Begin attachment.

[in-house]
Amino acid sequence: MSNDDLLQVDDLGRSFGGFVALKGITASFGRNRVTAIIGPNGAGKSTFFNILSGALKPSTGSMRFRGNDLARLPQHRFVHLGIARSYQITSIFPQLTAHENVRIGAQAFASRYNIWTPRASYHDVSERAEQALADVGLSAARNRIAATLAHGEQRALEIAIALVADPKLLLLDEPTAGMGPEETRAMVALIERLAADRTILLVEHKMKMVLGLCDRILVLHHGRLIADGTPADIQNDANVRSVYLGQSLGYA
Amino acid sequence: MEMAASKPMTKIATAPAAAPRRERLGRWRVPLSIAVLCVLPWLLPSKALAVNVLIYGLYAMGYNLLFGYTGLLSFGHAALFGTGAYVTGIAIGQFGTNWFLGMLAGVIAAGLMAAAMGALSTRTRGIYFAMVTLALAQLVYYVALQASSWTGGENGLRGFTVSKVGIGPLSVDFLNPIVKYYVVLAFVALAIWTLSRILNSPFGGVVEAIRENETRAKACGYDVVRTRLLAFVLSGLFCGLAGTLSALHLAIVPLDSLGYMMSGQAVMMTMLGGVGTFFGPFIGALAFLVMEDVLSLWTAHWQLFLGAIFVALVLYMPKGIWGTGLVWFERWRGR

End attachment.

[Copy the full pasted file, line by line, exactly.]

[in-house]
Amino acid sequence: MSNDDLLQVDDLGRSFGGFVALKGITASFGRNRVTAIIGPNGAGKSTFFNILSGALKPSTGSMRFRGNDLARLPQHRFVHLGIARSYQITSIFPQLTAHENVRIGAQAFASRYNIWTPRASYHDVSERAEQALADVGLSAARNRIAATLAHGEQRALEIAIALVADPKLLLLDEPTAGMGPEETRAMVALIERLAADRTILLVEHKMKMVLGLCDRILVLHHGRLIADGTPADIQNDANVRSVYLGQSLGYA
Amino acid sequence: MEMAASKPMTKIATAPAAAPRRERLGRWRVPLSIAVLCVLPWLLPSKALAVNVLIYGLYAMGYNLLFGYTGLLSFGHAALFGTGAYVTGIAIGQFGTNWFLGMLAGVIAAGLMAAAMGALSTRTRGIYFAMVTLALAQLVYYVALQASSWTGGENGLRGFTVSKVGIGPLSVDFLNPIVKYYVVLAFVALAIWTLSRILNSPFGGVVEAIRENETRAKACGYDVVRTRLLAFVLSGLFCGLAGTLSALHLAIVPLDSLGYMMSGQAVMMTMLGGVGTFFGPFIGALAFLVMEDVLSLWTAHWQLFLGAIFVALVLYMPKGIWGTGLVWFERWRGR